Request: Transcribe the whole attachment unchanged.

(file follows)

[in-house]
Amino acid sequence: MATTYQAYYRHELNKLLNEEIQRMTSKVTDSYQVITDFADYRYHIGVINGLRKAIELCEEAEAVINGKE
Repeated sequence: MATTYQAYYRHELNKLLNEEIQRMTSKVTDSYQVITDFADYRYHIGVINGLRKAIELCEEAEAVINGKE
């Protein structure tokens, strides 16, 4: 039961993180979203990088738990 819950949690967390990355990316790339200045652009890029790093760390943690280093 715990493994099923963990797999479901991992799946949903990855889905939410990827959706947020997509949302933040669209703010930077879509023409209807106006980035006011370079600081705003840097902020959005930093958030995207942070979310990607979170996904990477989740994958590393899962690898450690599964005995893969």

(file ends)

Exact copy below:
[in-house]
Amino acid sequence: MATTYQAYYRHELNKLLNEEIQRMTSKVTDSYQVITDFADYRYHIGVINGLRKAIELCEEAEAVINGKE
Repeated sequence: MATTYQAYYRHELNKLLNEEIQRMTSKVTDSYQVITDFADYRYHIGVINGLRKAIELCEEAEAVINGKE
């Protein structure tokens, strides 16, 4: 039961993180979203990088738990 819950949690967390990355990316790339200045652009890029790093760390943690280093 715990493994099923963990797999479901991992799946949903990855889905939410990827959706947020997509949302933040669209703010930077879509023409209807106006980035006011370079600081705003840097902020959005930093958030995207942070979310990607979170996904990477989740994958590393899962690898450690599964005995893969």